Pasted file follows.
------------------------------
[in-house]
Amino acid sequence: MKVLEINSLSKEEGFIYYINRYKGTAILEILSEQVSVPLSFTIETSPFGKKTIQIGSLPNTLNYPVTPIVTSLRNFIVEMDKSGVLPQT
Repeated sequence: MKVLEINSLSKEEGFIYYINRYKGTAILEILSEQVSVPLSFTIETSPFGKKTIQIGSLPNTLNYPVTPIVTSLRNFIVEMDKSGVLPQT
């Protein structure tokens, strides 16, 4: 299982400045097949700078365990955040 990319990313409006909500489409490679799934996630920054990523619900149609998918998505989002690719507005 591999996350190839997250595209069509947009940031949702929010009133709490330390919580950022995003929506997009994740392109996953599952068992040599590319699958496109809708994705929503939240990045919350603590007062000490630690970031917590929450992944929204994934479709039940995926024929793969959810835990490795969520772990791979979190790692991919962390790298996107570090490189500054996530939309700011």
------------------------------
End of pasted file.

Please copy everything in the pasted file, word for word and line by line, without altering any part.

[in-house]
Amino acid sequence: MKVLEINSLSKEEGFIYYINRYKGTAILEILSEQVSVPLSFTIETSPFGKKTIQIGSLPNTLNYPVTPIVTSLRNFIVEMDKSGVLPQT
Repeated sequence: MKVLEINSLSKEEGFIYYINRYKGTAILEILSEQVSVPLSFTIETSPFGKKTIQIGSLPNTLNYPVTPIVTSLRNFIVEMDKSGVLPQT
């Protein structure tokens, strides 16, 4: 299982400045097949700078365990955040 990319990313409006909500489409490679799934996630920054990523619900149609998918998505989002690719507005 591999996350190839997250595209069509947009940031949702929010009133709490330390919580950022995003929506997009994740392109996953599952068992040599590319699958496109809708994705929503939240990045919350603590007062000490630690970031917590929450992944929204994934479709039940995926024929793969959810835990490795969520772990791979979190790692991919962390790298996107570090490189500054996530939309700011």